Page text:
Thanks so much for these helpful writing tips. You do good work.

    • Ajeva says:

      I think that writing on a daily basis is a challenge for many of us who are afflicted with the infamous ‘writer’s block’ – just how to do so when you can’t find that inspiration to ignite a creative spark? I guess, if you’re truly passionate about writing, it comes naturally to you like the air you breathe. So, for now, I have to get me an extra pair of eyes and hands to help me spill my beans out there on the World Wide Web.

    • Carolee says:

      Some awesome tips here!

      I have fallen out of the habit of writing daily……..

    • Great post Stanford. I love the way these things are all connected. It takes practice to find your voice and learn to tell a good story so daily writing will speed you on your way. I’d say you’re living proof of that. Lovely to see you here:)

    • Linda says:

      Thanks for all that, Stanford. For me, finding my ‘own voice’ has been the hardest part but I believe I’m getting there. When I read the ‘Spectacular Bloggers’ I have to remind myself that they took time to get there also.
      I just joined the ‘A’ List Bloggers Club and can really recommend it for newish bloggers. So much good tuition on there.
      This post is going into my ‘favourites’ to keep reading…

      • Thanks Linda. I agree that finding your voice is challenge for alot of bloggers. Even the pros find it hard to keep their voice fresh and interesting. I think it is a win to recognize that your voice is important and work to cultivate it.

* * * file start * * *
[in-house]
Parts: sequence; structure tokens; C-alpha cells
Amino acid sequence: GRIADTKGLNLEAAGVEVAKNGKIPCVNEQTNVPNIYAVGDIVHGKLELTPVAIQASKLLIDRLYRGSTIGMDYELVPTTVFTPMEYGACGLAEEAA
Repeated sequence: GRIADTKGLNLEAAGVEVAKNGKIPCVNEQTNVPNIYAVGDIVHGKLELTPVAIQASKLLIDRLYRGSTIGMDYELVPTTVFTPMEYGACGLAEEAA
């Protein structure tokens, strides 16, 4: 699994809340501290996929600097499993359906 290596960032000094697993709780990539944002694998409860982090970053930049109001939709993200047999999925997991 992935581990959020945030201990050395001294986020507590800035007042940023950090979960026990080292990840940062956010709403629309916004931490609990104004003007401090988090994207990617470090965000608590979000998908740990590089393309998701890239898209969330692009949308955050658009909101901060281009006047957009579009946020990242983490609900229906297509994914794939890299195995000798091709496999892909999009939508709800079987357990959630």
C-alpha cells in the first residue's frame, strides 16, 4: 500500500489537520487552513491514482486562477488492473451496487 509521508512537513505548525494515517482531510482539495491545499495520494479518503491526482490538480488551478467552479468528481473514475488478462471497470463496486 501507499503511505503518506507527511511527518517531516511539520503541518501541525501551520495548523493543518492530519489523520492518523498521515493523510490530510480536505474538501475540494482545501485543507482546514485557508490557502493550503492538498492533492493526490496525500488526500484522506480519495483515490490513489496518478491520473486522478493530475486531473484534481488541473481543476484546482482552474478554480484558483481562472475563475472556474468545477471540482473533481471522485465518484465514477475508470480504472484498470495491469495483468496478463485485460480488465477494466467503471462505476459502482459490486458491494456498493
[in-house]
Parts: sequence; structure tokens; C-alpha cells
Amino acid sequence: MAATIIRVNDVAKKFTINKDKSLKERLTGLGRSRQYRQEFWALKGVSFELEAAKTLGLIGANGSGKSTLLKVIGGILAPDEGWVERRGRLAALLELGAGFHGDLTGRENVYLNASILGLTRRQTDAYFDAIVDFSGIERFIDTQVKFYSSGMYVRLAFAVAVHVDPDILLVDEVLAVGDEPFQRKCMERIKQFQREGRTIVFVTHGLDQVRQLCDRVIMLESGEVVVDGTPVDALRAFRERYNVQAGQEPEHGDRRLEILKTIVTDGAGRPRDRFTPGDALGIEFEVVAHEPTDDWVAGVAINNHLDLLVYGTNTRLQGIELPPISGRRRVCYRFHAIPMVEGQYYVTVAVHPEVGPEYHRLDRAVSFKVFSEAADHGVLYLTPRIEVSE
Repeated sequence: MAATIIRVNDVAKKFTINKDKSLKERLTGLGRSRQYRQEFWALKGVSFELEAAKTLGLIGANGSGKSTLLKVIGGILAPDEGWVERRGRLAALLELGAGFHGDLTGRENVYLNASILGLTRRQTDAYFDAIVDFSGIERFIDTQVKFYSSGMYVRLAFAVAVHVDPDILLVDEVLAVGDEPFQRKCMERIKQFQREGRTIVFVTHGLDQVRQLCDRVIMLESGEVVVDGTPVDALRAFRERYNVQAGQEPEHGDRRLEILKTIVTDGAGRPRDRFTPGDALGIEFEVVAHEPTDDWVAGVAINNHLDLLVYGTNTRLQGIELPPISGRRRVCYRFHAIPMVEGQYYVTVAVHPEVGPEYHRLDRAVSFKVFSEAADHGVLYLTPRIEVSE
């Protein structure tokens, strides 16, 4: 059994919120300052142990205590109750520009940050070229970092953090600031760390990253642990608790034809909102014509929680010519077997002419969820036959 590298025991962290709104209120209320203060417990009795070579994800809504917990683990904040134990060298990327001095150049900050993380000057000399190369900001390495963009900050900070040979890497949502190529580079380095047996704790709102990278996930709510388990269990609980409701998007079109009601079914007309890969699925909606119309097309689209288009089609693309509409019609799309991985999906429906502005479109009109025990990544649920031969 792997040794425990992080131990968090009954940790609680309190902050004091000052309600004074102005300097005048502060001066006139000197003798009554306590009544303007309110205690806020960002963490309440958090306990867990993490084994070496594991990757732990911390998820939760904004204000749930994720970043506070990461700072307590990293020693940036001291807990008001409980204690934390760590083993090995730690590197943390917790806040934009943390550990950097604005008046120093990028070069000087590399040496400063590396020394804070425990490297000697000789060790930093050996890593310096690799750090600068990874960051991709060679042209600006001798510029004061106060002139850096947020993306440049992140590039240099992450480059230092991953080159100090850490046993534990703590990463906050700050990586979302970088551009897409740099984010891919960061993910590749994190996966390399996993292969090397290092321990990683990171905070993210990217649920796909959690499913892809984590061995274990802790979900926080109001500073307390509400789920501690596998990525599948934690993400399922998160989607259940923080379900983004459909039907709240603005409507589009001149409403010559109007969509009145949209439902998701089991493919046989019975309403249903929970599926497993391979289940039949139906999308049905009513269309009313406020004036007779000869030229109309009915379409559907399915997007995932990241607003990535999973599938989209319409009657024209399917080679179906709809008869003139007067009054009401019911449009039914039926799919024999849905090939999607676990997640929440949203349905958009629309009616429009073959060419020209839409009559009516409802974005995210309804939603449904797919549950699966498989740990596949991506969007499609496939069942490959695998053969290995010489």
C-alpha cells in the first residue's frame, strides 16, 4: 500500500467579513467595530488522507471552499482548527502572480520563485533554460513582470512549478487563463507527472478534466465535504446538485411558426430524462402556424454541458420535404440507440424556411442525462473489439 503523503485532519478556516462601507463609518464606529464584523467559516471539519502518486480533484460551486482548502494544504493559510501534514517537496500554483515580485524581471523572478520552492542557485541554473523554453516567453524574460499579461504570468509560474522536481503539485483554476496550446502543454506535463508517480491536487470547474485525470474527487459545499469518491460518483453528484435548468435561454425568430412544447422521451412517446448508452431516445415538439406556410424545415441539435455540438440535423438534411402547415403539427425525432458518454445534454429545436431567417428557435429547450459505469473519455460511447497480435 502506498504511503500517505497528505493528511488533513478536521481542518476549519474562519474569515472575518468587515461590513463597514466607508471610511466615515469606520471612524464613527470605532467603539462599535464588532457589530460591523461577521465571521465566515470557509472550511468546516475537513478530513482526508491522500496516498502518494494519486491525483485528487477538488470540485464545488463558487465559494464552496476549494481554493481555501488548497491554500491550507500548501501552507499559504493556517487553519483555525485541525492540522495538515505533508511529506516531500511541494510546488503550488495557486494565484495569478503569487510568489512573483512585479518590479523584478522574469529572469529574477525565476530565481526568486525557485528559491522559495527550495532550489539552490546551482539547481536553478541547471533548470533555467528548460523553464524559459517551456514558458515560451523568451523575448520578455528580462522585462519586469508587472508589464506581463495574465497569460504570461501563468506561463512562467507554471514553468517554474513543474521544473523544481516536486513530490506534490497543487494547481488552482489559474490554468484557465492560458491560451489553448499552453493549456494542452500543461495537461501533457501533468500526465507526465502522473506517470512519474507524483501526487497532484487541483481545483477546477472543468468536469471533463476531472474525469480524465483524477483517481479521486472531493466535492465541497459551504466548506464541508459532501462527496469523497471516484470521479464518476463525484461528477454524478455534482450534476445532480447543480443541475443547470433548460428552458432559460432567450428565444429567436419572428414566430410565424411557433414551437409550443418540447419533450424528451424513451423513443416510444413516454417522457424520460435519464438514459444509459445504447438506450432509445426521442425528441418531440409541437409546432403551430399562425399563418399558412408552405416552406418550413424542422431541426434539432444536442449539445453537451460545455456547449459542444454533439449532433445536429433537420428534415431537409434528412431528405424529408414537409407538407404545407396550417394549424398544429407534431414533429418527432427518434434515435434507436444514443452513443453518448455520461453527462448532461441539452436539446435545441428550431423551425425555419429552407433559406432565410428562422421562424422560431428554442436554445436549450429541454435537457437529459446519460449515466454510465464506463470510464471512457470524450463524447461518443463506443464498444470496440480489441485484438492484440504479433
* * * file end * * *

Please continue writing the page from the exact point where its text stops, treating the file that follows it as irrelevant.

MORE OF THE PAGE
• Great advice!

      1. I must confess – I haven’t been writing daily like I should. I used to write all the time when I was younger and even kept a daily journal. I was thinking about keeping a journal again, though I haven’t yet decided. I’m probably just going to write half of a blog post every day, since I usually write in my blog every other day. It will take off the pressure of writing out a full post on Mondays, Wednesdays and Fridays, and it will give me time to do more proofreading and post perfecting. 😉

      2. I’ve always been a rather positive person, so I rarely ever self-doubt. Sometimes I even find myself trying to overachieve if I’m in the right mood. However, that mood can come and go at odd times.

      3. I’ve been mainly trying to connect with my readers through comment replies or emails. I haven’t yet played around much with the social networks though. While I have been a Twitter member for several years now, I hardly use it. I’m going to try to start using it more often. The other networks I was thinking about becoming an active contributor on are Facebook and StumbleUpon. We’ll see how things go.